NIPS*2014 Workshop/Call for Contributions

From Probabilistic Programming

Jump to: navigation, search
CALL FOR CONTRIBUTIONS --- 3rd NIPS Workshop on Probabilistic Programming


Vikash Mansinghka, Dan Roy, Stuart Russell, Tom Dietterich, Josh Tenenbaum


----- OCT 24 : Accepting submissions (for early decisions see ^^ below)
----- NOV 07 : Extended abstracts due (and NIPS early registration deadline!)
----- NOV 10 : Notification of acceptance
----- DEC 13 : Workshop

^^ On request, decisions for submissions received between October 24 and November 3 will be made within 72 hours, to facilitate travel planning and early registration.



Probabilistic models and approximate inference algorithms have become widely-used tools, central to fields ranging from cosmology to robotics to genetics. However, even simple variations on models and algorithms from the standard machine learning and statistics toolkits can be difficult and time-consuming to design, specify, analyze, implement, optimize and debug. Due to these challenges, integrated, fully probabilistic approaches to fundamental AI problems can be impractical. Probabilistic programming aims to address these challenges by developing formal languages and software systems that integrate key ideas from probabilistic modeling and inference with programming languages and Turing-universal computation.

The field of probabilistic programming has seen rapid growth and progress over the last two years. Several languages and open-source implementations are now mature enough to support real-world applications, especially in data analysis. Many new probabilistic programming languages have been developed; most of these are domain-specific, but some aim to be general-purpose. Formal connections to computable analysis, measure theory, and computational complexity are emerging, along with new AI architectures that make use of the representational flexibility that probabilistic programs and probabilistic programming systems provide. New problems have also emerged. There is a widespread need for software tools that implement mathematically rigorous approaches to profiling, testing, verifying and debugging probabilistic programs, and for high-quality libraries of models and inference techniques.

The 3rd NIPS Workshop on Probabilistic Programming will survey recent progress, including results from the ongoing DARPA PPAML program. A key theme will be articulating formal connections between probabilistic programming and other fields central to the NIPS community.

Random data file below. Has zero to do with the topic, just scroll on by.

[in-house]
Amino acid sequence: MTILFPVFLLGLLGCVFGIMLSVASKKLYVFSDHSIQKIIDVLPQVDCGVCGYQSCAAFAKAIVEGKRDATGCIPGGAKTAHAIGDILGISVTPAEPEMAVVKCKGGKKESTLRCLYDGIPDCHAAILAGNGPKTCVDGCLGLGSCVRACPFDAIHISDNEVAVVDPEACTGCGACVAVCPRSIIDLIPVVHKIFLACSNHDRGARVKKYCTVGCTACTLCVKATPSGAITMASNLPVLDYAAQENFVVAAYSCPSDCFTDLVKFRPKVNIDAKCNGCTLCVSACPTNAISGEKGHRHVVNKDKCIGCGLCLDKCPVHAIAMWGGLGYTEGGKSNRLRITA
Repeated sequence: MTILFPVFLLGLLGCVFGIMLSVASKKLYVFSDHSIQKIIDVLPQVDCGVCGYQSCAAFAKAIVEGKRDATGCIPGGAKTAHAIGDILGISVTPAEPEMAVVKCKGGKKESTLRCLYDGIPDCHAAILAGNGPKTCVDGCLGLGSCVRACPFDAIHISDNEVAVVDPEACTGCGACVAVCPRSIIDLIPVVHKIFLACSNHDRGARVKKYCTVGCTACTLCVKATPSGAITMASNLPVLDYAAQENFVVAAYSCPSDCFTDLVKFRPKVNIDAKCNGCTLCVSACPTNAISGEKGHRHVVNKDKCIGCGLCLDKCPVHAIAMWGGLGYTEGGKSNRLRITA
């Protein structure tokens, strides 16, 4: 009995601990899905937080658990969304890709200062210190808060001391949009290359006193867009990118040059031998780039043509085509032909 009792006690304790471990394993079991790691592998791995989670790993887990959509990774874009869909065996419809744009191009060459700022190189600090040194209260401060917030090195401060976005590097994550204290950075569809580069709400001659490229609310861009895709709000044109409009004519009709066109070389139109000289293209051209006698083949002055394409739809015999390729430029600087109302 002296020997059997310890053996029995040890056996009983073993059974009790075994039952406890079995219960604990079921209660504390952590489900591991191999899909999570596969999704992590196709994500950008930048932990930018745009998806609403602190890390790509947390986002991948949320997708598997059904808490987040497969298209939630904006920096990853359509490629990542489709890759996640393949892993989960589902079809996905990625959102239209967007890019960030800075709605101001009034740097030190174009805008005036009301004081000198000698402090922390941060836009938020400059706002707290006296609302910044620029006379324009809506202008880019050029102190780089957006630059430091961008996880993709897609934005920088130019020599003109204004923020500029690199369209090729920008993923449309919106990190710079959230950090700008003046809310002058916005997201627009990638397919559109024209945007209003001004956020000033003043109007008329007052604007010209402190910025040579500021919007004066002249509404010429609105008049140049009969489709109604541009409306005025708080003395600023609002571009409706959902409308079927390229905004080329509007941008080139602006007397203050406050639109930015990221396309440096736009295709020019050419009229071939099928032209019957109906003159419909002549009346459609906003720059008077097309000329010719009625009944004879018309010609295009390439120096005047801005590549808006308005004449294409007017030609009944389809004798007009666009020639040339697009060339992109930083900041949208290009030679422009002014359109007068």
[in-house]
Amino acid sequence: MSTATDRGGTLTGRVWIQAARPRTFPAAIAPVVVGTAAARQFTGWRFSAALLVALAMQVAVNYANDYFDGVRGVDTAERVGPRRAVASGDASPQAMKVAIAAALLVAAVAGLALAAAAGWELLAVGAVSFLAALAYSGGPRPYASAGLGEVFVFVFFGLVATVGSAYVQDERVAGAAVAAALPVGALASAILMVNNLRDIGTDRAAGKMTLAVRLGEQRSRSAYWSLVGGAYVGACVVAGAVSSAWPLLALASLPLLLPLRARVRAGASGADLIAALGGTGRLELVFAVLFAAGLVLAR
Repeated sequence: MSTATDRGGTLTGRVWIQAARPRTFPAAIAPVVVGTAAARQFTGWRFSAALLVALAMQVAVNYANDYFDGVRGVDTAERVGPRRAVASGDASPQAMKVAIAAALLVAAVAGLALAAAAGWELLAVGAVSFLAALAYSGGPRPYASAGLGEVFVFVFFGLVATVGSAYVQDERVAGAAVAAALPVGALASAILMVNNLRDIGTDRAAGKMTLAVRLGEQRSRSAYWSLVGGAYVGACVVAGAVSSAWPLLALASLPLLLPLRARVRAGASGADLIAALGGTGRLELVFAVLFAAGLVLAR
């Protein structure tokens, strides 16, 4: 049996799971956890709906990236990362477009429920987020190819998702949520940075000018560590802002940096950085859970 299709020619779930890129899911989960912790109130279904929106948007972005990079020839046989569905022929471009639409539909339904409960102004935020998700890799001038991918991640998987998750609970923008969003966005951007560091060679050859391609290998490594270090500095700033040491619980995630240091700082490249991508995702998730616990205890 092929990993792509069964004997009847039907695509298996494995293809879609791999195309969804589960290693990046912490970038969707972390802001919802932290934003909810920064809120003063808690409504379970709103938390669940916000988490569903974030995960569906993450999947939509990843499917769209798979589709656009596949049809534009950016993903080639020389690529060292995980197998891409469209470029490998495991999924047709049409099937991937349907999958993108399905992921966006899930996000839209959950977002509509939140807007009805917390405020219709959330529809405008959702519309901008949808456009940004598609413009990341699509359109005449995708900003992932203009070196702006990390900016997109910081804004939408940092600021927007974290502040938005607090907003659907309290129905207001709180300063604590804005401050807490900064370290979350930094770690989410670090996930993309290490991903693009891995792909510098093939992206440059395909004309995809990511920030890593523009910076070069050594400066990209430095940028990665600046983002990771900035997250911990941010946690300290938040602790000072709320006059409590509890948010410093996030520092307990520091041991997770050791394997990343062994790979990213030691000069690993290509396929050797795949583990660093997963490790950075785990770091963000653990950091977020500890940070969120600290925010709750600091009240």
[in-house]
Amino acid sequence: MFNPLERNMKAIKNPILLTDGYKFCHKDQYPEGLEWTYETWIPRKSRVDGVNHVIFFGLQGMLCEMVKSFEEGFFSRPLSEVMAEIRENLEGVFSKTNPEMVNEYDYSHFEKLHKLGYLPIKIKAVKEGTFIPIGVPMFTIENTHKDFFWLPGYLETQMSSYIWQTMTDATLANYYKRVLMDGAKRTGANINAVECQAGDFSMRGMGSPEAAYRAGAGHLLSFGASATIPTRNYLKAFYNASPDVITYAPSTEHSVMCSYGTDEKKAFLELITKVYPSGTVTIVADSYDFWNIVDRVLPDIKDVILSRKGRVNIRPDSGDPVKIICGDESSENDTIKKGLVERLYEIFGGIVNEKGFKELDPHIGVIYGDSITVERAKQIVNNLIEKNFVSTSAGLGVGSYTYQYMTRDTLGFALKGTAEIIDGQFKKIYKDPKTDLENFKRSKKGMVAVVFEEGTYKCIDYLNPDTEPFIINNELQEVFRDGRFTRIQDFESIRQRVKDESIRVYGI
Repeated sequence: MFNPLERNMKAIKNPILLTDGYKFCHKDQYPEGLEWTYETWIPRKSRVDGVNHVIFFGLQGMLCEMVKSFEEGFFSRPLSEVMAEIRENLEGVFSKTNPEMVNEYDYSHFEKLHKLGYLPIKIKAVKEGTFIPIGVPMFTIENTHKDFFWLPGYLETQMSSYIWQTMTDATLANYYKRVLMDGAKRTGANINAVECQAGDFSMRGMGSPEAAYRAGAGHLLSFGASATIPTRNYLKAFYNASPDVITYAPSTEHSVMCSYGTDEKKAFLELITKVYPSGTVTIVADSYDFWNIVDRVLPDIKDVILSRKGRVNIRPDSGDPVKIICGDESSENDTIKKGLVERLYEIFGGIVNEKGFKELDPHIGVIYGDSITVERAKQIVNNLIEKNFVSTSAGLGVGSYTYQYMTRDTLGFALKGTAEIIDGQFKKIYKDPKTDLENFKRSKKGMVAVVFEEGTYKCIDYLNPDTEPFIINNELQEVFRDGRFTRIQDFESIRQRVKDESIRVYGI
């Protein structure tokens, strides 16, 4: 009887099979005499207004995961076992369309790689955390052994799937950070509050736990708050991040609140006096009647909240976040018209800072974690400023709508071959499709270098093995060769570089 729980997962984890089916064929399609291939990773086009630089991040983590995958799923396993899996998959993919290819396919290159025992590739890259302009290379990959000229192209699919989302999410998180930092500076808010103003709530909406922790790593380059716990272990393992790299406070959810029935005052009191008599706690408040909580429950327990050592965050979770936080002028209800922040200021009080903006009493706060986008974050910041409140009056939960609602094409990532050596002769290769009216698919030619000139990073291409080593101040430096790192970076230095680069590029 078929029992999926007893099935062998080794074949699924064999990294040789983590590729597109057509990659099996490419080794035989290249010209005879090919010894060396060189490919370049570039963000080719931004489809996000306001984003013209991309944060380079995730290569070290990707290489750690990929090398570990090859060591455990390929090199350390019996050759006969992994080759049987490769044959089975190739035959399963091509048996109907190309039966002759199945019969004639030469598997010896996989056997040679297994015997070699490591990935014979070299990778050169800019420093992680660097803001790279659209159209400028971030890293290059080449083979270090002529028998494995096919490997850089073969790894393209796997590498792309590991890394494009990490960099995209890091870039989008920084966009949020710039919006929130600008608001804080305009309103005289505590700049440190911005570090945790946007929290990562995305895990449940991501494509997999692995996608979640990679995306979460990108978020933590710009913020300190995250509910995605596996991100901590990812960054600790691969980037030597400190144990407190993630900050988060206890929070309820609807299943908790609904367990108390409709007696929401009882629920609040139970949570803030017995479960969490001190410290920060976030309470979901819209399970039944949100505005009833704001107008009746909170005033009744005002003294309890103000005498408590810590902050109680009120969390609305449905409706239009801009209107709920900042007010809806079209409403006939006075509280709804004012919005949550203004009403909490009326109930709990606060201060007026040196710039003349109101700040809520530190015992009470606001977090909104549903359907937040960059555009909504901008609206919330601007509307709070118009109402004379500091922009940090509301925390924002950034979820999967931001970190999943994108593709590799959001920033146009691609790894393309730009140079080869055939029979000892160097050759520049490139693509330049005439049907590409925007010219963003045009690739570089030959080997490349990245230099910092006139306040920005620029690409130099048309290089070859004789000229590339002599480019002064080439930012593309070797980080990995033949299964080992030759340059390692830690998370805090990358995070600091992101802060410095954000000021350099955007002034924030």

We are seeking three types of extended abstract submissions:

1. RESEARCH ABSTRACTS --- Original research in probabilistic programming methodology and/or its applications. All aspects of probabilistic programming are appropriate, including theory, language design, inference, systems considerations, and applications.

2. LANGUAGE/SYSTEM DESCRIPTIONS --- Descriptions of languages and systems under active research and development. Abstracts should explain the intended coverage in terms of the models, datasets, queries, inference strategies and representative applications that are supported by the language. Distinctive features of the language design and system architecture are also of interest. All abstracts must include code and example outputs for at least two probabilistic programs.

3. CHALLENGE PROBLEMS --- Suggestions for challenge problems that the probabilistic programming community should consider. Application suggestions should introduce the problem, link to publicly available domain knowledge and/or data, suggest relevant modeling idioms and inference strategies, describe the current state-of-the-art, and characterize the potential impact if the problem is solved (ideally given multiple quantitatively specified levels of computational and inferential performance). Descriptions of fundamental research challenges that have arisen or are likely to arise are also of interest, especially if the challenge and/or the likely solutions involve connections to other fields.

Submissions should sent by email to

In order to aid processing, the email subject line should contain the word "submission", as well as the following keywords:

-- "research", "description", or "challenge" based on the type of submission;
-- "talk", if and only if the authors would like the abstract 
    considered for a contributed talk in addition to a poster; and
-- “early decision”, if and only if the authors need to hear back 
    within 72 hours concerning acceptance for registration/planning purposes.

The body of the email should include

-- a title,
-- a list of authors and emails, and
-- a PDF attachment in the NIPS LaTeX style.

Submissions should be ~3 pages + references, and they will be reviewed for correctness, clarity, relevance, and, in the case of research submissions, novelty. An optional questionnaire URL will be released in November for Language/System and Challenge Problem submissions. Accepted contributions will be made available shortly before the workshop, and will be linked online with the authors’ permission.
Personal tools